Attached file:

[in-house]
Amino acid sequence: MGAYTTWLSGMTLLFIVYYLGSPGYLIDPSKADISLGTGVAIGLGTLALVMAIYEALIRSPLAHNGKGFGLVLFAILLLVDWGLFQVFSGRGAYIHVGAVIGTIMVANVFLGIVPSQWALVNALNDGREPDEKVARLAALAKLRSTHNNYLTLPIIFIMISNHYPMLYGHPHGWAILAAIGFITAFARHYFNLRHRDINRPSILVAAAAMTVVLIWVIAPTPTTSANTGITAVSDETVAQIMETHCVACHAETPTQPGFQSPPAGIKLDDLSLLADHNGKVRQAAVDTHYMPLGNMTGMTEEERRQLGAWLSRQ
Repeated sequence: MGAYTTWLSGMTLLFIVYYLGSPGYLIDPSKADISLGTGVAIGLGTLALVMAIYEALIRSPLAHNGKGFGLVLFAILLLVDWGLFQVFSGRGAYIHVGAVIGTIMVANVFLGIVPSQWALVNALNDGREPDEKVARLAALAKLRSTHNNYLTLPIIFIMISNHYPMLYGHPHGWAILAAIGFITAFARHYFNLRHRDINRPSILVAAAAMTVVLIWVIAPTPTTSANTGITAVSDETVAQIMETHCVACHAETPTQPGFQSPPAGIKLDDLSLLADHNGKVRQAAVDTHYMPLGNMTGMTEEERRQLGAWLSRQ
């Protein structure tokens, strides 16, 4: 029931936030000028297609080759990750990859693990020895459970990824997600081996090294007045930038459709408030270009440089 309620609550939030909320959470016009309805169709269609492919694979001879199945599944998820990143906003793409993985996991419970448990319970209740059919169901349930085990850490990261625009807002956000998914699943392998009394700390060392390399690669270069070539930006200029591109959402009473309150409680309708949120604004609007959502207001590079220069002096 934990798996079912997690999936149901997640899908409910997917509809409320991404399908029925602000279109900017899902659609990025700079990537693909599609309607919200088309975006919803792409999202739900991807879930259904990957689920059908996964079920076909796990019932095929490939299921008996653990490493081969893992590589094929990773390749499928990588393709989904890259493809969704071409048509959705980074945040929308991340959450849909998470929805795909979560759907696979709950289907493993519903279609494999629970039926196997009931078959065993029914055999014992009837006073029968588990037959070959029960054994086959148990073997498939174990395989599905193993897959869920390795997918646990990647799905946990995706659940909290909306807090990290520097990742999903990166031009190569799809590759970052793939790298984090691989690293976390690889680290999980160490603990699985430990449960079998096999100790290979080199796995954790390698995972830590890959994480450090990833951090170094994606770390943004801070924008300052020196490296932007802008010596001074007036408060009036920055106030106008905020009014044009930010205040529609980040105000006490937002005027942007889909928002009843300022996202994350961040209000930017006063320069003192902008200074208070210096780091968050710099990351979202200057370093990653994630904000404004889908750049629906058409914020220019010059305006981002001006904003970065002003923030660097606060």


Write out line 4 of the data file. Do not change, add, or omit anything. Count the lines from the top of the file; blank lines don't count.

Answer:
């Protein structure tokens, strides 16, 4: 029931936030000028297609080759990750990859693990020895459970990824997600081996090294007045930038459709408030270009440089 309620609550939030909320959470016009309805169709269609492919694979001879199945599944998820990143906003793409993985996991419970448990319970209740059919169901349930085990850490990261625009807002956000998914699943392998009394700390060392390399690669270069070539930006200029591109959402009473309150409680309708949120604004609007959502207001590079220069002096 934990798996079912997690999936149901997640899908409910997917509809409320991404399908029925602000279109900017899902659609990025700079990537693909599609309607919200088309975006919803792409999202739900991807879930259904990957689920059908996964079920076909796990019932095929490939299921008996653990490493081969893992590589094929990773390749499928990588393709989904890259493809969704071409048509959705980074945040929308991340959450849909998470929805795909979560759907696979709950289907493993519903279609494999629970039926196997009931078959065993029914055999014992009837006073029968588990037959070959029960054994086959148990073997498939174990395989599905193993897959869920390795997918646990990647799905946990995706659940909290909306807090990290520097990742999903990166031009190569799809590759970052793939790298984090691989690293976390690889680290999980160490603990699985430990449960079998096999100790290979080199796995954790390698995972830590890959994480450090990833951090170094994606770390943004801070924008300052020196490296932007802008010596001074007036408060009036920055106030106008905020009014044009930010205040529609980040105000006490937002005027942007889909928002009843300022996202994350961040209000930017006063320069003192902008200074208070210096780091968050710099990351979202200057370093990653994630904000404004889908750049629906058409914020220019010059305006981002001006904003970065002003923030660097606060």